British detective and recovering alcoholic Jim Worth is adjusting to the quiet life in the Canadian Rockies after moving from London to the mountain idyll of Little Big Bear with his family – his wife Angela, teenage daughter Anna, and five-year-old son Petey. As the new chief of police, he finds there is little to occupy himself with at work, until North Stream Oil sets up a refinery near the town. Jim struggles to protect his family and the town from the wave of organised crime that follows. When a local doctor who previously launched accusations against the corporation turns up dead, Jim suspects foul play and opens a murder investigation. After Jim’s family suffers a shocking tragedy, dark, dangerous secrets emerge and vengeance arrives in paradise to unleash a very particular kind of hell.
The Worth family is left devastated by the tragedy that has taken place. Racked by guilt at escaping the bullet meant for him, Jim begins a slow, inexorable slide back to the comfort of a whiskey bottle. Fearing the house is no longer safe, he secures Anna in a hotel, and attempts to bury his grief in work by picking the North Stream murder case back up, instinctively believing there is some connection to his own loss. Meanwhile, the perpetrators of the botched assassination choose to stay in Little Big Bear to finish what they started, hiding in plain sight as North Stream refinery workers. However, one member of the group – the erratic Johnny – slips up and provides an unwitting Anna with a piece of evidence that could implicate them all. Whitey, the group’s leader, looks to tie up the loose end.
Utterly consumed by grief, Jim’s anguish becomes too much to bear, and he loses his battle to stay sober. After a night of heavy drinking and blackouts, he returns to the hotel only to find Anna has disappeared. In a narrative that unfolds in a non-sequential order, we slip backwards and forwards through the events of that day. Cutting between carnage on the reserve, a heart-stopping showdown on the edge of a dam, and a grisly scene by the shore of a river, where Whitey holds a bloodied rock in his hands, hell has broken loose in Little Big Bear.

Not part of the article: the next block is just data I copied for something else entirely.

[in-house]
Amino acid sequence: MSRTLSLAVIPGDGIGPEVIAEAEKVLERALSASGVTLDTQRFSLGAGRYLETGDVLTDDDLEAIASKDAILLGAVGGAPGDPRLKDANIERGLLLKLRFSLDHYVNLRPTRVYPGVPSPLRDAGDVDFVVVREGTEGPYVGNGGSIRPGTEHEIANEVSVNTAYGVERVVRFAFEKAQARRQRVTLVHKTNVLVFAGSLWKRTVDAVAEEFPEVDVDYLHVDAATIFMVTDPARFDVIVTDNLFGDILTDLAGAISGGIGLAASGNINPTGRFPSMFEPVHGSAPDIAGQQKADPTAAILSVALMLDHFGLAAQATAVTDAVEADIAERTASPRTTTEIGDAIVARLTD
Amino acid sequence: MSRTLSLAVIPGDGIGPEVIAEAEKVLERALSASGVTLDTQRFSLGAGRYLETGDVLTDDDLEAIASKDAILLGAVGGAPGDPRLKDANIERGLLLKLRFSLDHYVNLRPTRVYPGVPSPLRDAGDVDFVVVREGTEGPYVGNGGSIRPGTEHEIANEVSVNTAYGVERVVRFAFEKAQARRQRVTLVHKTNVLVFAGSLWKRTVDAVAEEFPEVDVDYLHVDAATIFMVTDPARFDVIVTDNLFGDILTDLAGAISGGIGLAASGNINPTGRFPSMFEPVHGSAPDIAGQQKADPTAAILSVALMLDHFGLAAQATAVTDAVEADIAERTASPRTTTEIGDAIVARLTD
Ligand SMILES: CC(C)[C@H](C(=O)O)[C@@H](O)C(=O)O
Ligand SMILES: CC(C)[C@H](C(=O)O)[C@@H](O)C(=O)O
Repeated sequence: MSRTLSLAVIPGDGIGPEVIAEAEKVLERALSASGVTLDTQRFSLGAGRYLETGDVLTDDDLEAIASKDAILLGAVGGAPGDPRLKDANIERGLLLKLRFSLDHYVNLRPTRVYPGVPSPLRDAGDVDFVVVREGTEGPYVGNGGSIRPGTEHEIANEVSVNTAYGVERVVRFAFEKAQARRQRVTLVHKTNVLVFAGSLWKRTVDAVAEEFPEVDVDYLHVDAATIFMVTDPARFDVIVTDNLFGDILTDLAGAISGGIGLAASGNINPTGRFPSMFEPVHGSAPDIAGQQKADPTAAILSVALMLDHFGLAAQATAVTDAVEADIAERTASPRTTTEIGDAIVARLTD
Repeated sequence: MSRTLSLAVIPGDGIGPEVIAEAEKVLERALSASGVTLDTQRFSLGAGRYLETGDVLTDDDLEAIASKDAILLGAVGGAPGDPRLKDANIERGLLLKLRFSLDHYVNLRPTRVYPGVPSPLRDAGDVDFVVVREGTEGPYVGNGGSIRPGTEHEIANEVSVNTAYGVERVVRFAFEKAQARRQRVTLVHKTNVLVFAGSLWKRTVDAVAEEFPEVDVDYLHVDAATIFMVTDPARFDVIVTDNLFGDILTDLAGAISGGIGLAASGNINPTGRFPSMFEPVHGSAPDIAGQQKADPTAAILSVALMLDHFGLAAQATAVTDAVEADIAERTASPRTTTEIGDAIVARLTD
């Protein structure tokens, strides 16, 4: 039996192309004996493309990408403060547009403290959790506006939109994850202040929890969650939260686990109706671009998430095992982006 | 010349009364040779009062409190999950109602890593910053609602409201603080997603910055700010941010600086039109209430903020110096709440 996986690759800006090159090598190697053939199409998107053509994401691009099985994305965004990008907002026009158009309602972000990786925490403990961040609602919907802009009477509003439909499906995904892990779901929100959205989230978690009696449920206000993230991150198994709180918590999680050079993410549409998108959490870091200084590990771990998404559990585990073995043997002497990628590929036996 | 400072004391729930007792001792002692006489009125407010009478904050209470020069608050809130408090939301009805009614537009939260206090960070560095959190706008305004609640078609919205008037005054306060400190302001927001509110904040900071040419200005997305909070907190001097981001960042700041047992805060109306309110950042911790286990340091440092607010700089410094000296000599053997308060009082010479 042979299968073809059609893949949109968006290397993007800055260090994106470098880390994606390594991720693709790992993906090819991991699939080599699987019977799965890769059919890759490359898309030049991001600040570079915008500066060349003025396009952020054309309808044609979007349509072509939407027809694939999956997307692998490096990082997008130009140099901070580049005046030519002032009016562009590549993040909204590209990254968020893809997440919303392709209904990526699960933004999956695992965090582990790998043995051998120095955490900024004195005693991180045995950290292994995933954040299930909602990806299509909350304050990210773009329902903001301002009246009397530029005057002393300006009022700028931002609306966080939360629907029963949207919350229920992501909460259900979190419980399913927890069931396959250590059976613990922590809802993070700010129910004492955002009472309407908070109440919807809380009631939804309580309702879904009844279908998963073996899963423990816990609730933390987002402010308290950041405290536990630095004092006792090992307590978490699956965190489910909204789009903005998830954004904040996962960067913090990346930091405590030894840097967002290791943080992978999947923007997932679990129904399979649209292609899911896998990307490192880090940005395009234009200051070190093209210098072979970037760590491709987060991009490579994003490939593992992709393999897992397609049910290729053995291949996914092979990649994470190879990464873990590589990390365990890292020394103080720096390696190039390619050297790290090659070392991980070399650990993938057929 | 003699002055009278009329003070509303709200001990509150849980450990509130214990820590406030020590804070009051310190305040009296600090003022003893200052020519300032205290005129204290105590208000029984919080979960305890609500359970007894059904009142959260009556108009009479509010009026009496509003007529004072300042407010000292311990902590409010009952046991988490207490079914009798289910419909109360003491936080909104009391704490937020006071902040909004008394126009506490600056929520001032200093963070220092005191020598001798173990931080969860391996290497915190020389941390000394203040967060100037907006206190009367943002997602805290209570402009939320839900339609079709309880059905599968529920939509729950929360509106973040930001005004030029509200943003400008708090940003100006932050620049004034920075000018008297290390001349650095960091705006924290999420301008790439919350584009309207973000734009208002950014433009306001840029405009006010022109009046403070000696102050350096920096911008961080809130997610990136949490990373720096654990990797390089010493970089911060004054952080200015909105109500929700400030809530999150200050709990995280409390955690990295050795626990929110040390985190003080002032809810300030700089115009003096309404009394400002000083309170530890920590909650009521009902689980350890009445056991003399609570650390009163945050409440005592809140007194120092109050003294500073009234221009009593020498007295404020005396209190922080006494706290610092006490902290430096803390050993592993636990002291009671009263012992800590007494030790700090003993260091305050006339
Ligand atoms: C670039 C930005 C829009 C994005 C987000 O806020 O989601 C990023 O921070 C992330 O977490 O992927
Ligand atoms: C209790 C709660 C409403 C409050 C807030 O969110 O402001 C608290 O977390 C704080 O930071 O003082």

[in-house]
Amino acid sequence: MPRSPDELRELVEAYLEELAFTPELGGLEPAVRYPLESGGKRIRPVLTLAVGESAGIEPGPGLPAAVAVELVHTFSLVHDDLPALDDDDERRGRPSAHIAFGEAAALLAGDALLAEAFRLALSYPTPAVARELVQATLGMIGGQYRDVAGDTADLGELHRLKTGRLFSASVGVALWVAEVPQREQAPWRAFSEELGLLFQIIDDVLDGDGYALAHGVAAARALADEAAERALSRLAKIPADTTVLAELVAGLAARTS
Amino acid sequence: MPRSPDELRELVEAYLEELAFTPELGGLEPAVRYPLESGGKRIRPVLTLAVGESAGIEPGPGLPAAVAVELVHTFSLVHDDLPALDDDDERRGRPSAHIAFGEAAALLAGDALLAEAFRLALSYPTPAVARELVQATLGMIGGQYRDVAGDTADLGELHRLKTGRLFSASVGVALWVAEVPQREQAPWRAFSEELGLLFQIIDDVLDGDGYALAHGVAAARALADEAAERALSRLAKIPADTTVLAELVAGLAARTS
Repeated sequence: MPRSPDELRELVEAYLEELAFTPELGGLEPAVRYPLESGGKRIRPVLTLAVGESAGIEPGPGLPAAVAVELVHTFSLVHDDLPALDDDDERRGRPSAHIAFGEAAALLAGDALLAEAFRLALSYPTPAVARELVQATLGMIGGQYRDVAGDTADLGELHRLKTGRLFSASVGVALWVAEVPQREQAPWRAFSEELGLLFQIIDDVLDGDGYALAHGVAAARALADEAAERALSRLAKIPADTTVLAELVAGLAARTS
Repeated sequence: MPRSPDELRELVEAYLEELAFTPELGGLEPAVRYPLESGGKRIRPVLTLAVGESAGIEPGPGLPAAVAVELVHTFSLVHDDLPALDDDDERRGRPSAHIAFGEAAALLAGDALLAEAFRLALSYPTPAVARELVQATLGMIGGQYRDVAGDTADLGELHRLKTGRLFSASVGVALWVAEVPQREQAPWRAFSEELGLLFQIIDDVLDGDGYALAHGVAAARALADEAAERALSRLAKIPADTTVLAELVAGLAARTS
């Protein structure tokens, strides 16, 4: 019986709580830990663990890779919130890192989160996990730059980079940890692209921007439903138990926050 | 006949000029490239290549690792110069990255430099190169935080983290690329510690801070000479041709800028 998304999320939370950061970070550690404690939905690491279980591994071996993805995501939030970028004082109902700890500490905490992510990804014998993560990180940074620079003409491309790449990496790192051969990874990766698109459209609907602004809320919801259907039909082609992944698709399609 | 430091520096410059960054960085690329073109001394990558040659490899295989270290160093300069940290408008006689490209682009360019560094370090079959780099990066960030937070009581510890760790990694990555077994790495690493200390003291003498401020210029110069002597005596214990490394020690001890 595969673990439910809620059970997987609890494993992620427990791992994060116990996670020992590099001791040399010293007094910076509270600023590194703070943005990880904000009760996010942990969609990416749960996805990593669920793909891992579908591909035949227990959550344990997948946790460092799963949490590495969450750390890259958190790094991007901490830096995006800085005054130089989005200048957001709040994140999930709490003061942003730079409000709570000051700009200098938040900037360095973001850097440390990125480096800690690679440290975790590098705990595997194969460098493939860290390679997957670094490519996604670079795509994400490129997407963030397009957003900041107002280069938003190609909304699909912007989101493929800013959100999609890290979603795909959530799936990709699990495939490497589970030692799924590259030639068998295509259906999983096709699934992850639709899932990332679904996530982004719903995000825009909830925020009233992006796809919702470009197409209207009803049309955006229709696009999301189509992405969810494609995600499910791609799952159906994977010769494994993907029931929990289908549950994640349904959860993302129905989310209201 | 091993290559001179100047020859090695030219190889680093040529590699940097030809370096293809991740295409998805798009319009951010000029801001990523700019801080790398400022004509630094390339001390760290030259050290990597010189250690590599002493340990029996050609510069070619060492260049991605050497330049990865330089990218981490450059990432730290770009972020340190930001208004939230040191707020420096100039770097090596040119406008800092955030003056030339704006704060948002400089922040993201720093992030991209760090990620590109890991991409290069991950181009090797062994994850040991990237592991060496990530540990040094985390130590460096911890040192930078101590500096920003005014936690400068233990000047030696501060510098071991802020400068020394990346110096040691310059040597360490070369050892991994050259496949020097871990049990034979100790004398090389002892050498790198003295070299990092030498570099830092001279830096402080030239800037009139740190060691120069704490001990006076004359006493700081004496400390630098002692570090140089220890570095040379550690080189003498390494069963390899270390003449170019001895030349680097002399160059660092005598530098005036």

As Whitey’s infatuation with Anna deepens, the family must endure their loved one’s funeral and process their grief and respective guilt over what happened. Despite his conflicted feelings for the police chief’s daughter, Whitey sets in motion a violent plan to ensnare Jim. Meanwhile, Louis Gagnon, head of security at North Stream Oil, gets wind that national media outlets will be printing a story about the oil company bringing organised crime to Little Big Bear. He demands the vice president of stakeholder relations, Elizabeth Bradshaw, spikes the story by leaking details of Jim’s activity during his blackout. Knowing that it’s a story that would utterly destroy the shattered Worth family, Bradshaw faces a moral and professional crisis. Do her job, exert her power and protect the reputation of her employer or protect a family slowly drowning in grief.
With Jim banished from his family home, Angela decides to take the security of her family into her own hands. With his original plan in tatters and completely out of his depth, Whitey’s uncle Frank attempts to take advantage of the oil boom by presenting local bar owner Randy with a business proposal (although the relationship rapidly becomes more than just professional). Meanwhile, with Jim at breaking point and in a constant state of grief-laden inebriation, Whitey and his right-hand man Godswill attempt to take advantage of the situation, and execute a plan designed to lure Worth to certain death. Little does Whitey know that Jim isn’t running the show any more and that his fearless, devious, violent, undercover handle, Jack Devlin, long suppressed by years of sobriety, has finally emerged. And Whitey isn’t the only one who can lay a trap.
Devastated by the consequences of Jim’s swift and violent response to his kidnap attempt, Whitey’s anguish drives him deeper into recklessness. Like his quarry, he is now consumed with rage and grief and utterly out of control. Knowing Angela and Anna are alone, off plan and entirely off the reservation, Whitey heads to the Worth house, armed. However, once again he finds himself on the back foot. Jack’s back and Whitey finally comes face to face with his target for what may be the tensest family dinner in history. Meanwhile, Elizabeth confronts Gagnon regarding his questionable interest in bringing down Jim Worth. Disturbed by his response, Bradshaw begins to look into the background of the enigmatic Quebecois. As she digs deeper, dangerous secrets begin to emerge regarding her employer’s activities in the region, and she realises her position offers her perilously little protection.
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